When The Iron Lady came out, my better half surprised me by expressing serious interest in seeing it. The Baroness is not generally prone to a desire to see the biopics of conservative icons, but her explanation made some sense to me: growing up Thatcher was one of the only (or perhaps THE only) powerful women political leaders. Regardless of her political beliefs, Thatcher was a role model for BVH, and the film had the added attraction of featuring Meryl Streep (Adaptation) in the title role. In the end we did not see it in the theater, but waited until last week.
My expectations were suitably low, which is a great thing for seeing movies in most cases. I knew going in I could expect it to lionize someone I do not see eye to eye with politically. The montages of Thatcher breaking the power of British unions are certainly not celebratory, but made me cringe all the same.
Putting aside my political views, let’s talk about how the movie tells its story. The Iron Lady features one of the most distracting, depressing, and just plain poor framing devices I’ve seen, and manages to incorporate one of my least favorite plot devices.* We meet Lady Thatcher as a doddering old woman, surrounded by security and a personal assistant, but clearly suffering severely the effects of age. Thatcher spends a third of the film or more as an elderly woman, ravaged by dementia, half reminiscing, half hallucinating events of her life, assisted by a vision of her husband Denis (Jim Broadbent, Hot Fuzz). I considered putting a spoiler warning here, but if I were less of a clueless Yank I’d have known that Denis died in 2003. An informed audience would know from the start that Thatcher is senile and simply imagining her husband is with her.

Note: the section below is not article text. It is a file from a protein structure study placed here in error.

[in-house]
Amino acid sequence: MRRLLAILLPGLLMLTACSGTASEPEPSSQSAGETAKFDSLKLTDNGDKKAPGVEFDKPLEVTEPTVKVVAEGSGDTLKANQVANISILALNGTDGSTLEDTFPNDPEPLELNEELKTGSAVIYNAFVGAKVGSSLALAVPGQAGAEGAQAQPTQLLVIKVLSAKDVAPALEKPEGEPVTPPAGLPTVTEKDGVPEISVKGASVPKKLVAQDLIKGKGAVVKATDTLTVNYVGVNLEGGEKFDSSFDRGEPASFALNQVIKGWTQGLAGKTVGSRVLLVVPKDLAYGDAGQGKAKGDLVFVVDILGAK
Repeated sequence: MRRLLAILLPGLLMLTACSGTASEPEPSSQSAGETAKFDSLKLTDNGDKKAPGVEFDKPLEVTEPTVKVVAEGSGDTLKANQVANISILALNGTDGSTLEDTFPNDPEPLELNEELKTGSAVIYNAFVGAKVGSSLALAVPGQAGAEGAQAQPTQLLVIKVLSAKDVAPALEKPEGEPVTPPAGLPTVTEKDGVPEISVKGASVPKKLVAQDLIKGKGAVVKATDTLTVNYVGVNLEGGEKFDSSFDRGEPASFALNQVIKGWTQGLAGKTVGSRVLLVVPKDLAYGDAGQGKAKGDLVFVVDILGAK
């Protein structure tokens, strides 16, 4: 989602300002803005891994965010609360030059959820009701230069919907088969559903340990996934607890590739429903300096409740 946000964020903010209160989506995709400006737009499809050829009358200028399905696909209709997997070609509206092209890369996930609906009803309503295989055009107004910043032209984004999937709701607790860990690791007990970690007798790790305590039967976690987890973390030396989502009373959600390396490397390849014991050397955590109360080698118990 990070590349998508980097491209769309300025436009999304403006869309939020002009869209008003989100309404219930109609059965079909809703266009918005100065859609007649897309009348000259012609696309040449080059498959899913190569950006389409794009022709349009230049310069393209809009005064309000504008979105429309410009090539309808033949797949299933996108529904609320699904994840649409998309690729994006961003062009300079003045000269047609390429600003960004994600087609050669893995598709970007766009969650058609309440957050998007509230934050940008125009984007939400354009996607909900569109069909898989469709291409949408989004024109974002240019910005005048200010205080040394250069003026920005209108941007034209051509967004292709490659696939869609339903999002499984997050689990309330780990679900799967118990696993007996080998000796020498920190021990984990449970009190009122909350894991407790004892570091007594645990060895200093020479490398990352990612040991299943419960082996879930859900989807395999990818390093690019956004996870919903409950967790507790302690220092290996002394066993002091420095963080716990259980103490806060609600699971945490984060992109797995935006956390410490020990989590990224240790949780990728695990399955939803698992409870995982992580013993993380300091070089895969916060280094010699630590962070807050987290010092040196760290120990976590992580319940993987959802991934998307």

Is the fact of Thatcher’s current condition any reason to dwell on it? I came here to see a movie about what Thatcher did, not about who she is now and the challenges she faces. A great movie could be made showing how even the most powerful and intellectually gifted leaders can lose the ability to remember essential facts such as the death of loved ones, a film that shows us the human frailty of this beloved (and hated) leader. That could work, but The Iron Lady is not that film. The “modern-day” scenes are distracting, boring, predictable, and, at times, even a little insulting.
Another weakness of The Iron Lady is its prevailing theme of turning the old “behind every great man is a great woman” saw on its head. Denis helps Margaret along every step of the way, cheerful even in the face of an IRA bombing. Again, were I less of a clueless Yank, perhaps I’d know Denis’s reputation for humor and the credit Thatcher gave him in her success; but it is strange to focus so much of this powerful woman’s story on her husband, however important he was to her. By all means, give us a look into her personal life, but not at the expense of Thatcher the world leader.
Focusing on Thatcher’s regret at losing her husband and showing her in her current state is meant to humanize Thatcher, to makes us feel that she is, underneath it all, just like us, but it is so overdone it transforms her into a pathetic figure, with perhaps just a little update of the ancient idea of the physical cost of power thrown in for good measure.** I’m sure similar films about male leaders private lives and last days exist; but considering the dearth of powerful female figures in the modern Western world, could the filmmakers perhaps shown us more of Thatcher’s political life? The Iron Lady features good performances and the production values you expect from a prestige biopic, but I found the storytelling decisions were too distracting for me to really enjoy it.
*Yes, even though an informed audience would know that Denis is dead going in, the film plays coy with the information for quite a while, making it one more example of a “major character exists only in the head of the lead” twists, one of the most overused devices in film starting in the late 1990s. Can we please retire it? Please?
**One of my all time favorites being the fate of Sulla, who was, at least according to Plutarch, consumed by maggots (please turn to book 36).